Manufacturing Skills Training: Virginia Martinez and Laiken Carrillo
A precision machining career starts with skills. Virginia and Laiken share their journey and how they help prepare the next generation.
by Carli Kistler-Miller
Director of Programs & Marketing, PMPA
Published January 1, 2023
Virginia Martinez serves as the president of operations for Technical Employment Training (TET) in San Bernardino, California. Laiken Carrillo serves as the administrative coordinator for TET. TET is a school which provides entry-level manufacturing skills, including blueprint reading and layout, safety, math, CAD-CAM training, conventional machining and
CNC operations. TET provides stackable credentials and has an 87% job placement rate.
Virginia Martinez is a product of a local machining program and entered the workforce 23 years ago as an intern at a local machine shop. She experienced different department operations and says she “garnered a deep sense of what the manufacturing industries needed for effective productivity as well as internal skill sets that are needed for continued
growth.” She was also involved with SkillsUSA — from being a student to serving as local and state officers, trainer and an alumni board member. Her experience, coupled with her SkillsUSA involvement, led to the president of operations position with TET in 2010. Laiken Carrillo has 13 years of experience with customer service. Four years ago, she started with TET as an administrative assistant, quickly moved to a job developer position and now serves as the administrative coordinator. Laiken states, “My success in fostering relationships with employers as well as the students helped me realize that this is where I needed to be. Over the years, I have learned to grow and develop a deep passion for career and technical education.”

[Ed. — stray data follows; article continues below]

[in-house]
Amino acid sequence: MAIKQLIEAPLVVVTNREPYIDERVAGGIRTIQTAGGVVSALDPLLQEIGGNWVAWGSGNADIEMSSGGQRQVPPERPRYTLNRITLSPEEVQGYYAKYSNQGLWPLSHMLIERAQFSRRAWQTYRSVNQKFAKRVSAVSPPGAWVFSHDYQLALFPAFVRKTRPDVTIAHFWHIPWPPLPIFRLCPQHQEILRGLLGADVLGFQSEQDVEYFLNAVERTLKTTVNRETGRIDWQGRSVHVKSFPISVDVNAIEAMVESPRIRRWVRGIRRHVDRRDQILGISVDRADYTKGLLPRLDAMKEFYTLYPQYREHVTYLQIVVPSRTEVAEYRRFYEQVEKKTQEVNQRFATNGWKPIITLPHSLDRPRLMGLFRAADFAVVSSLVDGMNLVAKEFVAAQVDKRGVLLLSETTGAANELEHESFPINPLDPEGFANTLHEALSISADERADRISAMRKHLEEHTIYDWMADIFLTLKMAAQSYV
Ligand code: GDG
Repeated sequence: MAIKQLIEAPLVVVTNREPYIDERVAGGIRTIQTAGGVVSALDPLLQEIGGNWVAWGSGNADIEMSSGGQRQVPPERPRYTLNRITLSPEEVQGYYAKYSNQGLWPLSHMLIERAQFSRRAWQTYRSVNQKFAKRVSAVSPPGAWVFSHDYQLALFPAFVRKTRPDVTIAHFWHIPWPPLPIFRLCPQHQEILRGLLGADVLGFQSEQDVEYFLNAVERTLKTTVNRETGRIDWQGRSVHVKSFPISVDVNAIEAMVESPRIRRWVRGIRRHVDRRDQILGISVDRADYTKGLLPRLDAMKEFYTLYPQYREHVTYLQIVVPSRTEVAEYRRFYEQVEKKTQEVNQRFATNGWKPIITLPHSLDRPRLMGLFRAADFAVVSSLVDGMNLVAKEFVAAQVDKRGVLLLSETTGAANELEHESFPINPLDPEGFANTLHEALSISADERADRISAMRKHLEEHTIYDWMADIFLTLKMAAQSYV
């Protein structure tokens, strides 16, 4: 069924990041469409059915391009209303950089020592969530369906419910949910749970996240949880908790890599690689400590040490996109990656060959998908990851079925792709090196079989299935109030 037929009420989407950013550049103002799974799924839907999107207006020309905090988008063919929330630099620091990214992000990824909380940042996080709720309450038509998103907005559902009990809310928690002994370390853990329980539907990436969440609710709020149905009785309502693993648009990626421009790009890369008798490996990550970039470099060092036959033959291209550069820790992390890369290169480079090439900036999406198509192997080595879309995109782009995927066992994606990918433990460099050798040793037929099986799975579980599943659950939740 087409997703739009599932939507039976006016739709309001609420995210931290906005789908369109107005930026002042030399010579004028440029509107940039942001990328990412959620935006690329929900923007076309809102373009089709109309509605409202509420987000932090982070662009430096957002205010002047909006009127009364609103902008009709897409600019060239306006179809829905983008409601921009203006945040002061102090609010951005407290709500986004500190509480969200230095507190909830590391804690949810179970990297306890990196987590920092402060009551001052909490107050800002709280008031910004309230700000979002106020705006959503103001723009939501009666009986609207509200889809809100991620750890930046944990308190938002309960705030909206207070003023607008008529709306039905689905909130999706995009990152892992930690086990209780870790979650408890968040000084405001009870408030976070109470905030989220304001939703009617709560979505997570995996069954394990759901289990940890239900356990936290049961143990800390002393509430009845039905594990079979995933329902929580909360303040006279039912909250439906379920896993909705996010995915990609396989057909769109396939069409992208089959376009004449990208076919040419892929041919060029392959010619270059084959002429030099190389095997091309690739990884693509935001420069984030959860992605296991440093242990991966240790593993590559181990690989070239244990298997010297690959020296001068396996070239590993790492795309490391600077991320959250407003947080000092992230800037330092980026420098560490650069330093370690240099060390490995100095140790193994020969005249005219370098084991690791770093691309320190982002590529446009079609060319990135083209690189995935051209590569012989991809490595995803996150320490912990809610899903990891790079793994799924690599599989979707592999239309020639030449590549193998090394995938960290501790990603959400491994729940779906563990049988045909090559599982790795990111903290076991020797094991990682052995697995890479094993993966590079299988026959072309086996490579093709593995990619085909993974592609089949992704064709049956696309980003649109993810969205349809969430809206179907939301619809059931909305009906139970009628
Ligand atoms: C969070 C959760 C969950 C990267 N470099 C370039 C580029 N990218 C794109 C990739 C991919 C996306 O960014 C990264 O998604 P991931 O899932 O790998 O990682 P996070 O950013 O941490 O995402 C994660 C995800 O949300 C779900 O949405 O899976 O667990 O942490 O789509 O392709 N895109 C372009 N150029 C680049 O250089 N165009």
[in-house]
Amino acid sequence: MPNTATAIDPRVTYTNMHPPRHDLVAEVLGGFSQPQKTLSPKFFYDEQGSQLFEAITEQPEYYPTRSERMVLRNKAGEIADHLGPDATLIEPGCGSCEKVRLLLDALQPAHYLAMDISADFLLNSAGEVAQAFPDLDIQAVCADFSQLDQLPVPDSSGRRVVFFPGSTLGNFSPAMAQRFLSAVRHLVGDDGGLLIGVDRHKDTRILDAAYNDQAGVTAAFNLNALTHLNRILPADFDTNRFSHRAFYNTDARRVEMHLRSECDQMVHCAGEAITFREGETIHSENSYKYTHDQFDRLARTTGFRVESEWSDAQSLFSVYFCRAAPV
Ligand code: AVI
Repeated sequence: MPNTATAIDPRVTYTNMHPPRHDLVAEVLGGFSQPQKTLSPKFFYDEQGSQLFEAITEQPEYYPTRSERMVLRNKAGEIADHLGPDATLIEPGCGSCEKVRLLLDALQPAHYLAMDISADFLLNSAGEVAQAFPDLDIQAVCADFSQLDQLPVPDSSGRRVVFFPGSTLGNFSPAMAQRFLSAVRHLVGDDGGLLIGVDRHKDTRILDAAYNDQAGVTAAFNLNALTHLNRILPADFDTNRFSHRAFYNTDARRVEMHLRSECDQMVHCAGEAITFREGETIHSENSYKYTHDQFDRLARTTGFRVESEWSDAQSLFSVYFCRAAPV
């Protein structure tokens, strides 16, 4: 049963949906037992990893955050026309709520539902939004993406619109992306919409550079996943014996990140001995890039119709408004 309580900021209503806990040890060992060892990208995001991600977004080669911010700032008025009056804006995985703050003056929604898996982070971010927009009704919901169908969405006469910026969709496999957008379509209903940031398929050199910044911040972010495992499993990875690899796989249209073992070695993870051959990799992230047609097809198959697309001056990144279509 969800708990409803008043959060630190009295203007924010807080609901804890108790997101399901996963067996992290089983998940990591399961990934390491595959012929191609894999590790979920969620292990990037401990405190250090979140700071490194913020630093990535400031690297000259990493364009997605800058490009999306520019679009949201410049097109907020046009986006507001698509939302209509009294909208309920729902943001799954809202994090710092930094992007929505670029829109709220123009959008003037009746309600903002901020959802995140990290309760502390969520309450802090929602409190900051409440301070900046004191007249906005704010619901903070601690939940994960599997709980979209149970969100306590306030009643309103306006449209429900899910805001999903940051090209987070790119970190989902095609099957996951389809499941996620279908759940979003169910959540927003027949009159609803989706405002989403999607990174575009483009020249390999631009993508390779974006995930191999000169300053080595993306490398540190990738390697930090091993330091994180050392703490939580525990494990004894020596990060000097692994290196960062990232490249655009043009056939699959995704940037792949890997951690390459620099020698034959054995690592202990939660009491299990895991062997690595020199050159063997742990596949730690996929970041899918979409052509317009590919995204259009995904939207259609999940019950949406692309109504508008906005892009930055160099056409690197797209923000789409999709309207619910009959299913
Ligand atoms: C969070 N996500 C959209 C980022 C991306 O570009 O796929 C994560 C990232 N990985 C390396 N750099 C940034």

Advice for Shops Looking for Skilled Talent
Virginia and Laiken advise shops to get involved and engage with local programs. Virginia states, “Be a part of their advisory, let them know the industry trends, technology and skills sets that are needed. This engagement will help the local programs align their curriculum to meet the needs of employers.” She adds that being involved in mock interview feedback, career day, facility tours and speeches make a big impact on students and the success of the program.
Advice to Women (or Anyone) Seeking a Career in Manufacturing
Virginia encourages those seeking a career in manufacturing to “Go for it!” She adds, “Manufacturing has reinvented itself with the use of technology and is on the cutting edge of the latest technology. This technology has departed into many industries, whether your passion is medical, aerospace, military or automotive, with manufacturing the industries go on and each area needs skilled, talented women. Not only do we recommend this career to women but we encourage it. We can self-attest to the career opportunities that it has opened for us both individually just by being actively involved
in the manufacturing industry.”